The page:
Maybe I’m missing something, but I don’t see why my claim here is even controversial. China was probably the single worst country for the coronavirus outbreak to occur. (Other viruses may be different.)

PS. Off topic, consider this:

Mr Tribe said there was still hope that the federal judiciary could remain a check on Mr Trump’s power, and a crucial test would be whether the judge in the case against Mr Stone approved the reduced sentence. “As long as the courts are not wholly subservient we have not plunged completely into the darkness of a banana republic,” he said.

Well at least Trump doesn’t get to pick the judges. Oh wait . . .


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50 Responses to “Was China the worst possible place for the coronavirus to hit?”

  1. Gravatar of Christian List Christian List
    13. February 2020 at 14:30

    It is true that the “Chinese way of life” could be partly responsible for the fact that the virus was created in the first place. Suddenly you get an idea why other cultures could have developed all these ridiculous-looking dietary laws over thousands of years.

    Chinese doctors discovered the disease relatively quickly, which is not easy at all considering the symptoms. It just looks like influenza or a common cold or you don’t have any symptoms at all.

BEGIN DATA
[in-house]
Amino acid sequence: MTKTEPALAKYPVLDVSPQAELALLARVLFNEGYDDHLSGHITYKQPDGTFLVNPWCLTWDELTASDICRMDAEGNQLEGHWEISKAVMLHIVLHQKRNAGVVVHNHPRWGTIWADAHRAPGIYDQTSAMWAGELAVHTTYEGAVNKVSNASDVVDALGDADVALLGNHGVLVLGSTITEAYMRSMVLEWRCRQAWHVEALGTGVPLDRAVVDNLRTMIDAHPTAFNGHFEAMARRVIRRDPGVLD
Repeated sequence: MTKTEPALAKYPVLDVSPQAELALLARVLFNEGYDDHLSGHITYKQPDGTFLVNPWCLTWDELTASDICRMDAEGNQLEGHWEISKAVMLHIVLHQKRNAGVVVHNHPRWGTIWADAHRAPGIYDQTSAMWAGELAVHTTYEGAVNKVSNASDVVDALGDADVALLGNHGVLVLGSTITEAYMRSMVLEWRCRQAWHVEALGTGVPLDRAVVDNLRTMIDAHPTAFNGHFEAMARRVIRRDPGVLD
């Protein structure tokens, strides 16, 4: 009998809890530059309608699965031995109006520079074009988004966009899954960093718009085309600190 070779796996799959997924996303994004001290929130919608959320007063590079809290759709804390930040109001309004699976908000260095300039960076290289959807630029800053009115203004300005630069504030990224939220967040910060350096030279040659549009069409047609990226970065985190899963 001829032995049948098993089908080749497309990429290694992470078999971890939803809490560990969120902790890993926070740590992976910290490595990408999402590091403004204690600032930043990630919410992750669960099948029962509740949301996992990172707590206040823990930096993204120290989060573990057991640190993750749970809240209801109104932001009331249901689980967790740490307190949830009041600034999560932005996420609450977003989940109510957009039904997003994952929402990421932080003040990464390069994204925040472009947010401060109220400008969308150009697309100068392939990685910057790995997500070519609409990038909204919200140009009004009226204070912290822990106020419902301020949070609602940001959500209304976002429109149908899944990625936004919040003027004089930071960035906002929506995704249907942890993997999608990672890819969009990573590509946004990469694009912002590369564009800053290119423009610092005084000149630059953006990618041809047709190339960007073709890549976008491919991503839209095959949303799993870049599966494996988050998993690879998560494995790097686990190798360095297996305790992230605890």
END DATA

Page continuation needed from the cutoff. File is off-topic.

Unfortunately, the regime did not react rigorously and promptly enough after the miraculous discovery. Instead, it made several cover-up attempts. Valuable time has been lost. After this terrible mess, certain aspects of the reaction were kind of impressive. I don’t think too many other countries could have pulled this off, especially when you adjust for GDP per capita.

    It is easy to test your theory in reality: some experts say that it will be almost impossible to stop the transmission of the virus once it enters India, Bangladesh or any other densely populated region with an inferior healthcare system. Some of these experts believe that this is already happening, but that it is largely undiscovered at the moment. Perhaps such viruses are constantly emerging in other regions of the world as well, but are simply not detected.

  2. Gravatar of Michael Rulle Michael Rulle
    13. February 2020 at 14:31